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Read Alison's Articles

Alison grew up in Kent and is currently pursuing her PhD in Ecology & Evolutionary Biology at Yale University. She holds a BA in Environmental Studies & Mathematics from Williams College. A former intern in conservation and community outreach at the Kent Land Trust, Alison additionally developed her love for the natural world through work with the Central Park Conservancy and Camp Brookwoods & Deer Run.


We love the way Alison's writing resonates with our wonder and strong sense of place while connecting this inner, personal knowledge to science within Kent and far beyond. We're excited to showcase Alison's writings as a regular feature this year.


An Appeal From An Imperfect Lawn

What exactly is the “perfect” lawn? The classic picture, familiar to us all from John Deere commercials and suburban coming-of-age movies, has become a comfortable norm: perfect squares of emerald green grass, each blade cut to exactly 2.5 inches tall in identical, uninterrupted stripes.
These lawns bother me.

Learn why in Alison's persuasive appeal to us to rethink our perceptions of what makes a landscape perfect and how that figures into our choices about how to design, plant, and care for the living rooms outside our homes. 

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How Community Science Benefits Our Birds

As an ecologist-in-training, questions of tractability often bother me. When I study a natural system, am I asking questions worth answering? And – once I have answers – are they actually usable to conserve, protect, or help that system survive?

Read on as Alison discusses the necessity and power of community-sourced data to close the ‘knowledge to action’ gap. Be inspired by case studies demonstrating how the collective observations of caring people directly led to wildlife protection and meet some Kent birds Alison has added to the dataset, as illustrated by Cody Limber's striking photographs.

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Checking in with the Snowbirds
Last week, while my partner Cody and I were out birding, we caught sight of a promising flash of gold in the branches above. Excited exploration around the tree–at first glancing only a flickering tail feather, the flash of a small black eye, a streak of russet along its flank–eventually culminated in a vaguely disappointed sigh. “Just another Chestnut-Sided Warbler…"

Read on to learn about Alison's discoveries in Costa Rica-and decide for yourself
whether Kent's summer neighbors measure up to the Resplendent Quetzal!

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Marking the Migrants' Return

Last weekend, an early spring hike down the Housatonic River by Bull’s Bridge ended with a unique highlight: not a stirring view or an impressive summit, but a faint, familiar call ringing through the trees.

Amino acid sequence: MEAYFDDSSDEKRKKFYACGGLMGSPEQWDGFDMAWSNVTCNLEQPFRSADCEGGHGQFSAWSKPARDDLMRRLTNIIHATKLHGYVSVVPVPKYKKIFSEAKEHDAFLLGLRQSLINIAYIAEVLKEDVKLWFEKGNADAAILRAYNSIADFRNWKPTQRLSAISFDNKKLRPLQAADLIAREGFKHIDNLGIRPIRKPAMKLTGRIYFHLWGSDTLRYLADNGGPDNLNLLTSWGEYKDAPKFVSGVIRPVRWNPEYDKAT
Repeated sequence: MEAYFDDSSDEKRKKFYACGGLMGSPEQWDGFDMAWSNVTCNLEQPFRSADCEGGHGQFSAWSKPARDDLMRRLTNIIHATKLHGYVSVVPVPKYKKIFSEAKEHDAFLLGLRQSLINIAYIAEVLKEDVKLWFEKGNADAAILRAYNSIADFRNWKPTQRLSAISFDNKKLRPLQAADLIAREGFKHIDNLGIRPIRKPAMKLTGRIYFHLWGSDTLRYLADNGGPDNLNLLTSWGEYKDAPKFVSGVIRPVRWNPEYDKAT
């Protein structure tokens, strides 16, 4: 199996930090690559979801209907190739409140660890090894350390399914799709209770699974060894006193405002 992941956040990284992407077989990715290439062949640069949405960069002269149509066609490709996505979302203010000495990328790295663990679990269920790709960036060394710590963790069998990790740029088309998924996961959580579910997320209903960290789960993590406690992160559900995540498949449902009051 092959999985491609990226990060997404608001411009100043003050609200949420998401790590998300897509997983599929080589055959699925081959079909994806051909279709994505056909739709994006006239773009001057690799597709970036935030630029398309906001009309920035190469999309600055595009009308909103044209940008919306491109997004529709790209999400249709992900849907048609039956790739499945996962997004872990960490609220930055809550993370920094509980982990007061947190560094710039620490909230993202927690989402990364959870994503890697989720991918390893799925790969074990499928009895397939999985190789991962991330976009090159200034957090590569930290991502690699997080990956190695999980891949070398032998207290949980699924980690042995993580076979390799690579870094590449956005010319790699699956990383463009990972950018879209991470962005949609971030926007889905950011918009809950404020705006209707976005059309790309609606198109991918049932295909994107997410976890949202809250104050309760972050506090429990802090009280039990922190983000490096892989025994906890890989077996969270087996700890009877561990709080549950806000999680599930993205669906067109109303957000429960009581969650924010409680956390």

Fee-bee! Fee-bee!

Do you recognize who Alison was hearing? Read on to learn more about how Alison uses eBird at home and out walking, why it matters, and how we each have a part to play in reversing the decline of our birds.

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A Case For Getting To Know Your Trees

When I tell you that I first caught my boyfriend’s attention with my tree identification skills, it’s barely an exaggeration. We were out for an autumn hike with a group of fellow graduate students when he started pointing out a charming assortment of birds through the branches: the bright crest of a cheeping Ruby-Crowned Kinglet, the fluttering hops of a migrating Blackpoll Warbler, and the long, banded tail of a soaring American Kestrel. Not to be outdone, but lacking in his superpowers of bird identification, I repaid his observations with a glimpse at the magic to be found in the branches themselves.


Click here to read more about the enchantments Alison saw in the woods and why she loves sharing the practice of observing trees.

Alison as an intern at Kent Mountain Preserve

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Alison now

Reflecting on a Youth Outdoors

As the whirlwind of autumn transitioned through a cicada-filled-September to an overflowing-goldenrod-October to a finally-frosty-November, I’ve felt a bit more wistful than usual. Fall has always been my favorite season.1 I’ve always loved the riotous leaves, the frosty mornings paired with warm afternoons, and looming promise of all my favorite holidays. I’ve also – somewhat unpopularly – always loved the start of a new school year, with its fresh, blank notebooks and its neat, not-too-crowded schedules promising a well-organized semester. While neither the notebooks nor the schedules ever remain as organized and uncrowded as hoped, I found myself having to a try a bit harder than usual to find that optimism this September.

Looking back on it, I’ve decided that the added wistfulness – and, I’ll admit, touch of dread – has stemmed not only from the inevitable exhaustion of starting my 20th year of school (yikes!), but from an odd feeling of a summer skipped. I’ve no right to feel like I skipped the summer, really: I took time off work with my family, I traveled to new states and hiked new trails, I dipped my toes in the ocean and did every other obligatory summer activity. But despite that schedule of vacations, despite the plethora of heat waves and mosquitos and cicadas experienced, I still feel like I missed out on something critical from the Summer of 2023.


Click here to read more about what Alison discovered...

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